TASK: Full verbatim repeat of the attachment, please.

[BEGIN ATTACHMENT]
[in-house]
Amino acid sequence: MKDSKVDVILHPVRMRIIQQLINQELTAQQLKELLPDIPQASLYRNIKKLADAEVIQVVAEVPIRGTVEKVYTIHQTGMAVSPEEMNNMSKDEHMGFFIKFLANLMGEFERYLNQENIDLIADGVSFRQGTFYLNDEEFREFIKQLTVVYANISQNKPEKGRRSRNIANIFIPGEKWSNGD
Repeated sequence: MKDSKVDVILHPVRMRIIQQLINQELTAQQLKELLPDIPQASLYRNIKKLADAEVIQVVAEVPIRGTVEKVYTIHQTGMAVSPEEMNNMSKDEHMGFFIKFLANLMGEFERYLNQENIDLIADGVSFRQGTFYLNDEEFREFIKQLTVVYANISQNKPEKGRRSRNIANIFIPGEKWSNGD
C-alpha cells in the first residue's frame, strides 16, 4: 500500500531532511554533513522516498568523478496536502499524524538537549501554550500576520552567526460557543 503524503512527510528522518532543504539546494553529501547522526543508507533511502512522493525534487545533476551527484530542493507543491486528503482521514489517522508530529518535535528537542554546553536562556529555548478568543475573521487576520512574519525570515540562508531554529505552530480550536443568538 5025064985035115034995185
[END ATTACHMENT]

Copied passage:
[in-house]
Amino acid sequence: MKDSKVDVILHPVRMRIIQQLINQELTAQQLKELLPDIPQASLYRNIKKLADAEVIQVVAEVPIRGTVEKVYTIHQTGMAVSPEEMNNMSKDEHMGFFIKFLANLMGEFERYLNQENIDLIADGVSFRQGTFYLNDEEFREFIKQLTVVYANISQNKPEKGRRSRNIANIFIPGEKWSNGD
Repeated sequence: MKDSKVDVILHPVRMRIIQQLINQELTAQQLKELLPDIPQASLYRNIKKLADAEVIQVVAEVPIRGTVEKVYTIHQTGMAVSPEEMNNMSKDEHMGFFIKFLANLMGEFERYLNQENIDLIADGVSFRQGTFYLNDEEFREFIKQLTVVYANISQNKPEKGRRSRNIANIFIPGEKWSNGD
C-alpha cells in the first residue's frame, strides 16, 4: 500500500531532511554533513522516498568523478496536502499524524538537549501554550500576520552567526460557543 503524503512527510528522518532543504539546494553529501547522526543508507533511502512522493525534487545533476551527484530542493507543491486528503482521514489517522508530529518535535528537542554546553536562556529555548478568543475573521487576520512574519525570515540562508531554529505552530480550536443568538 5025064985035115034995185